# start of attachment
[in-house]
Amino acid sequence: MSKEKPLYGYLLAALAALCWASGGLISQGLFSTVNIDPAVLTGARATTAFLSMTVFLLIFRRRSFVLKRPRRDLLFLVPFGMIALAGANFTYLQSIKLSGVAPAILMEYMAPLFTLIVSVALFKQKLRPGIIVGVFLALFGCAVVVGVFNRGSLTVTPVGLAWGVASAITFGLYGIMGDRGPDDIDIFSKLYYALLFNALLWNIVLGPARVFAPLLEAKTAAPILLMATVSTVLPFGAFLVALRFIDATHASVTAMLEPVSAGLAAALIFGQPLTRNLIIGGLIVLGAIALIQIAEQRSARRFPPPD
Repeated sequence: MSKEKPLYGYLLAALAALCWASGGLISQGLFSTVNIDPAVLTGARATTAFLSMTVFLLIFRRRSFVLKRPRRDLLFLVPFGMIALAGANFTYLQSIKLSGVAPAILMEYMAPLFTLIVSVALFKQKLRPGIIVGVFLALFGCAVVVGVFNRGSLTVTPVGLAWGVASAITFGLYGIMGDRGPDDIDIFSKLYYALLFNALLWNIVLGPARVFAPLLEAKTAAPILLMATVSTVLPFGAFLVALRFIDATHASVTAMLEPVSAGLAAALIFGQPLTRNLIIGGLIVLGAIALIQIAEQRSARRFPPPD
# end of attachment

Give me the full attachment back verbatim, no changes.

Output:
[in-house]
Amino acid sequence: MSKEKPLYGYLLAALAALCWASGGLISQGLFSTVNIDPAVLTGARATTAFLSMTVFLLIFRRRSFVLKRPRRDLLFLVPFGMIALAGANFTYLQSIKLSGVAPAILMEYMAPLFTLIVSVALFKQKLRPGIIVGVFLALFGCAVVVGVFNRGSLTVTPVGLAWGVASAITFGLYGIMGDRGPDDIDIFSKLYYALLFNALLWNIVLGPARVFAPLLEAKTAAPILLMATVSTVLPFGAFLVALRFIDATHASVTAMLEPVSAGLAAALIFGQPLTRNLIIGGLIVLGAIALIQIAEQRSARRFPPPD
Repeated sequence: MSKEKPLYGYLLAALAALCWASGGLISQGLFSTVNIDPAVLTGARATTAFLSMTVFLLIFRRRSFVLKRPRRDLLFLVPFGMIALAGANFTYLQSIKLSGVAPAILMEYMAPLFTLIVSVALFKQKLRPGIIVGVFLALFGCAVVVGVFNRGSLTVTPVGLAWGVASAITFGLYGIMGDRGPDDIDIFSKLYYALLFNALLWNIVLGPARVFAPLLEAKTAAPILLMATVSTVLPFGAFLVALRFIDATHASVTAMLEPVSAGLAAALIFGQPLTRNLIIGGLIVLGAIALIQIAEQRSARRFPPPD